Friday, May 9, 2008

New languages at Google — not quite ready for prime time

For some time now, Google has offered a suite of online language tools, including automatic translation for text and web pages, dictionaries, and more. The idea was to compete with the tried and true Babelfish, about the only useful surviving piece of the once-great Internet search giant Altavista. For most of its life so far, Google Translation hasn’t offered very much more than Babelfish: rather clunky, but certainly serviceable, translation between a dozen or so languages. Recently, however, Google broadened its offerings.

Like most of the new widgets coming out of Google on what seems like a daily basis, there was little in the way of fanfare. I made the discovery accidentally, in fact, when I happened to drop by there earlier this week. The front-page interface (linked above) looked the same, but I noticed eleven new languages — Arabic, Bulgarian, Croatian, Czech, Danish, Finnish, Hindi, Norwegian, Polish, Romanian, and Swedish. This brings Google’s total to a whopping 22 different languages, double what Babelfish offers (though Babelfish still offers two forms of Chinese script: traditional and simplified). It used to be that I had to resort to obscure sites for languages like Finnish and Polish. No longer!

But how accurate is it? For its more well-heeled languages, Google is pretty good. As I said above, clunky but serviceable. But for the newer ones, there are some significant problems. Testing out Hindi, I made quite an alarming discovery, in fact.

I don’t speak Hindi myself (though I am learning some from my friend Arun). He volunteered to help me check a few simple phrases. You can probably guess what I tried — the names of some of Tolkien’s books. Perhaps I thought to test these out in Hindi because there is, so far, no Hindi translation of The Lord of the Rings or even The Hobbit. For “The Lord of the Rings”, Google was right on: अंगूठियों का मालिक. But add a full-stop to the phrase, and Google tacks a है onto the end that simply shouldn’t be there. “The Two Towers” also had problems. In the translation suggested by Google, इस दो टॉवर, the first word you see there doesn’t belong; to get the correct translation, दो टॉवर, you have to strip the definite article off of the phrase you feed to Google. Finally, and this is the alarming discovery I mentioned: just try “The Fellowship of the Ring” — without hesitation, Google gives back: राजा की वापसी. What’s the problem? This actually means “The Return of the King” in perfect Hindi!

How could this have happened? My guess is that somebody used the feature where Google allows human beings to suggest their own “better translations” — but whomever supplied this one probably made a bad copy-paste. Tsk, tsk. The service is bound to improve, and it is free, but at the moment, it appears rather unreliable. My friend Arun helped me identify many problems with the Hindi, and I would suppose the other new languages have their share of beta problems as well. Perhaps other readers will test out the Scandinavian and Slavic additions. I know I’ve got Polish readers — how is it?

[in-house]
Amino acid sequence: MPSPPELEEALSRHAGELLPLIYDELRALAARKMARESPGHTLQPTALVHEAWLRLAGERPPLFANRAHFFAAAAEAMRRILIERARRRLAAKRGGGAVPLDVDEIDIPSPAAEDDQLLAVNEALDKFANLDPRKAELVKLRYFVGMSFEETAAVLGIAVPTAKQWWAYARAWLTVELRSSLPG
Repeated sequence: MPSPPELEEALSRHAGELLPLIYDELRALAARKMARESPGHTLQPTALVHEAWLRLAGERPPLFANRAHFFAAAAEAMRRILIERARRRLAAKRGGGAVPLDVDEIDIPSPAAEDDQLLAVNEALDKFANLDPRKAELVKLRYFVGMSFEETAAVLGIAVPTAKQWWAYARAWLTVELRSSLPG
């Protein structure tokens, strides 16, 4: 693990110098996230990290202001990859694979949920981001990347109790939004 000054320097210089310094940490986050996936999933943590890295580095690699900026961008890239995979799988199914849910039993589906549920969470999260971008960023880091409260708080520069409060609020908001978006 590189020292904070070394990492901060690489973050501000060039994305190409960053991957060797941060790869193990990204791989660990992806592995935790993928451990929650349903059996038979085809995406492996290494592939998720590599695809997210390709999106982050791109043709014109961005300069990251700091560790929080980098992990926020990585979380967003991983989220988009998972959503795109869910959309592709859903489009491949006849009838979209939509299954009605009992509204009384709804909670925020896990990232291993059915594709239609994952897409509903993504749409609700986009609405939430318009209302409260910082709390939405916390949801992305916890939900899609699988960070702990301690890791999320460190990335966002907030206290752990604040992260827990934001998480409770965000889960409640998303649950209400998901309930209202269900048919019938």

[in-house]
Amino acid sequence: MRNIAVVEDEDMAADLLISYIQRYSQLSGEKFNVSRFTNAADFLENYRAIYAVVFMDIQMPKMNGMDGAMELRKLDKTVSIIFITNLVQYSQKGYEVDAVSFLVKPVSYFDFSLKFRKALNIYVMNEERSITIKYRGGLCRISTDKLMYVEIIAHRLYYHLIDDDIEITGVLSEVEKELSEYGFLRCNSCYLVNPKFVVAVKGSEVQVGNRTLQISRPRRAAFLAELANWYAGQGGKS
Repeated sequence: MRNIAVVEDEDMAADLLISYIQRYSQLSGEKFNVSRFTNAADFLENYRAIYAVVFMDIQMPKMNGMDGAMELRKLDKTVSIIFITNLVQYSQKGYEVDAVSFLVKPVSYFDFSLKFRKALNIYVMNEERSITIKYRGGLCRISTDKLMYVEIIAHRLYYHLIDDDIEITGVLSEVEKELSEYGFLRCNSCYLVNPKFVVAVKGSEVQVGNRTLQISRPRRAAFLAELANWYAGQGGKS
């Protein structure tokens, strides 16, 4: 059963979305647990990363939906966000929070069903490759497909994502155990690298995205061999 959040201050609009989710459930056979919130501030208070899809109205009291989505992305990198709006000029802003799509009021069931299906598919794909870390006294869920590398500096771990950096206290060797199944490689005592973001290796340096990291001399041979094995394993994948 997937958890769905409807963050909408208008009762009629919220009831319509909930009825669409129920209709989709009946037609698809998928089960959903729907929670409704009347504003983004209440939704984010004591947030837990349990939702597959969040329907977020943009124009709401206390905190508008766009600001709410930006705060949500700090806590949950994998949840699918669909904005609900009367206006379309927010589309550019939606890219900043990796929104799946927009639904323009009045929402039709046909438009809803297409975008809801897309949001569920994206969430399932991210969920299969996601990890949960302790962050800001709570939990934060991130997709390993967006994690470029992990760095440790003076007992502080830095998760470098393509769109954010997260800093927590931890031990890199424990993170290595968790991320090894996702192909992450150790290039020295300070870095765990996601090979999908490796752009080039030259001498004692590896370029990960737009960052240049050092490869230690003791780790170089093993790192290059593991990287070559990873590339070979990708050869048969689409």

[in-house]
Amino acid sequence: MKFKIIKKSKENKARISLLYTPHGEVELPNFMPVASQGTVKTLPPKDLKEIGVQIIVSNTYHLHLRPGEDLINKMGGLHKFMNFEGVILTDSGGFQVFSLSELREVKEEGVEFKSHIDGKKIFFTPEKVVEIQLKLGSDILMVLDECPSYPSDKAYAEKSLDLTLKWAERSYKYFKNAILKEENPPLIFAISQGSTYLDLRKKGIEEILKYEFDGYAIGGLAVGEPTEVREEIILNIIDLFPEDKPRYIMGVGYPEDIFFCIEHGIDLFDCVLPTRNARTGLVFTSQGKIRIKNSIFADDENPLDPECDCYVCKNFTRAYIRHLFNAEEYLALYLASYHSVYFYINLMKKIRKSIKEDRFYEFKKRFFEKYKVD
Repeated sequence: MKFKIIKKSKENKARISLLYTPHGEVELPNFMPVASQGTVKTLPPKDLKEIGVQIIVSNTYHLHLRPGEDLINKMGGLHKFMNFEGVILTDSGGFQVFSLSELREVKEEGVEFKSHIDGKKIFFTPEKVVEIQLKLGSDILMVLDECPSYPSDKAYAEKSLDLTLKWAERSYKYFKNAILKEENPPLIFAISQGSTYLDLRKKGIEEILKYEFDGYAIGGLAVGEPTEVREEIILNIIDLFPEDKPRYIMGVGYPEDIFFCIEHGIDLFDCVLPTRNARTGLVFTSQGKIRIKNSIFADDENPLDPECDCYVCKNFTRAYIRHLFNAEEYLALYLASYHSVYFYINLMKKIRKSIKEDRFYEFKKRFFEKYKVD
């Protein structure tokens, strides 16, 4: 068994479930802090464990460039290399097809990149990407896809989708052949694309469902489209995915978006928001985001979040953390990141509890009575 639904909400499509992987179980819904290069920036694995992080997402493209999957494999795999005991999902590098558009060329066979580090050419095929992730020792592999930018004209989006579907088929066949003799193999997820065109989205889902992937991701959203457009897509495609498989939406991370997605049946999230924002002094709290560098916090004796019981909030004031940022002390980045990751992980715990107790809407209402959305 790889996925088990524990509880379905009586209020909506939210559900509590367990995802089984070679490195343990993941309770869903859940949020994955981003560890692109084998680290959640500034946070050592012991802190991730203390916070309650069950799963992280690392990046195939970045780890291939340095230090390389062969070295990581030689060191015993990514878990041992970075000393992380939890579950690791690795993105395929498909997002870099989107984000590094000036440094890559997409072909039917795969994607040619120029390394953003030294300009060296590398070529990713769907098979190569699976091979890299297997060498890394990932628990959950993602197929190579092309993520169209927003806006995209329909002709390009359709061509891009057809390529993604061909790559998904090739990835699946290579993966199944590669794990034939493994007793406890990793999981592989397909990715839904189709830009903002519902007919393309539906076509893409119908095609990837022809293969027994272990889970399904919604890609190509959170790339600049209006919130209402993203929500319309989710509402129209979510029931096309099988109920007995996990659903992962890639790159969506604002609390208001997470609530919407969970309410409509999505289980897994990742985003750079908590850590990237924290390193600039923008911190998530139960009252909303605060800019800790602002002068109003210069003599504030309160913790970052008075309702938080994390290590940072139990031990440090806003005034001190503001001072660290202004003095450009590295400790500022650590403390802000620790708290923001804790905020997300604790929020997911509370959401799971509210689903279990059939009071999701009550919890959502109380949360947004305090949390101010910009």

1. I myself noticed the feature today and was surprised to see Bulgarian on the list of new languages added. I was quite impressed actually as certain phrases and even whole (short) sentences were correctly translated. Of course, this type of automatic translation is bound to be inanely innacurate. However, it is still a very useful tool if you want to get a general idea of what a webpage is about. I use this type of services for Asian languages mostly, but its nice to have the option, right?

  2. Yes, absolutely. It’s not too useful if your aim is to produce quality text in another language, but if you just need to get a sense of the content of a text, or to look up a few words you may not know, then it’s very helpful indeed. Usually. ;)

  3. So quiet around here...

  4. Yes, sorry about that! I’ve been busy at work, and I’ve got a cold. *sniffle* And of course, there’s the Memorial Day holiday here in the U.S. I’ve been meaning to write up a couple of new posts, but haven’t managed to find the time yet. But don’t despair, and keep checking back. I promise to resume your regularly scheduled Lingwë broadcast in the next few days.